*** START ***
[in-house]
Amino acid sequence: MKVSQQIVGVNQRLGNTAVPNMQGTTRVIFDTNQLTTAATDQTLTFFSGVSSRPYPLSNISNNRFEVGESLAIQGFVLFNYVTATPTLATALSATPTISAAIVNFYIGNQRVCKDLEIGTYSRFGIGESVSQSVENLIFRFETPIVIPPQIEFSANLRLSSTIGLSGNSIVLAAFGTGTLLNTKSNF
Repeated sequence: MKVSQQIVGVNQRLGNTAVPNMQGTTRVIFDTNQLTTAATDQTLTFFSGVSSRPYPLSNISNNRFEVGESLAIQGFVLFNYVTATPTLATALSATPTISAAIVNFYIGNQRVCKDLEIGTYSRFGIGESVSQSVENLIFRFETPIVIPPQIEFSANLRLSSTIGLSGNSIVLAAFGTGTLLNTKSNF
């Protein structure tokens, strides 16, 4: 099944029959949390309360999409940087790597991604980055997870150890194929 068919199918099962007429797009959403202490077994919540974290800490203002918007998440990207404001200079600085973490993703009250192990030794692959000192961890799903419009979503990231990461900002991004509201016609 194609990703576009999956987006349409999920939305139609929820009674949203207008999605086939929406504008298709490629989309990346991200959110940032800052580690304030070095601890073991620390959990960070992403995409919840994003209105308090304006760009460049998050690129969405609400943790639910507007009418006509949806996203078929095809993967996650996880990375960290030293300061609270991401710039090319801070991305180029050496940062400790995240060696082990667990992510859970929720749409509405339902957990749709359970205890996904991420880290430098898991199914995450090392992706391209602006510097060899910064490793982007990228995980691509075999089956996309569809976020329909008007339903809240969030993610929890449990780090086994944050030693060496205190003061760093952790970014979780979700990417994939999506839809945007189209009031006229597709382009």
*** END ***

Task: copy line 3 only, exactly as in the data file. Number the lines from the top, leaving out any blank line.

Repeated sequence: MKVSQQIVGVNQRLGNTAVPNMQGTTRVIFDTNQLTTAATDQTLTFFSGVSSRPYPLSNISNNRFEVGESLAIQGFVLFNYVTATPTLATALSATPTISAAIVNFYIGNQRVCKDLEIGTYSRFGIGESVSQSVENLIFRFETPIVIPPQIEFSANLRLSSTIGLSGNSIVLAAFGTGTLLNTKSNF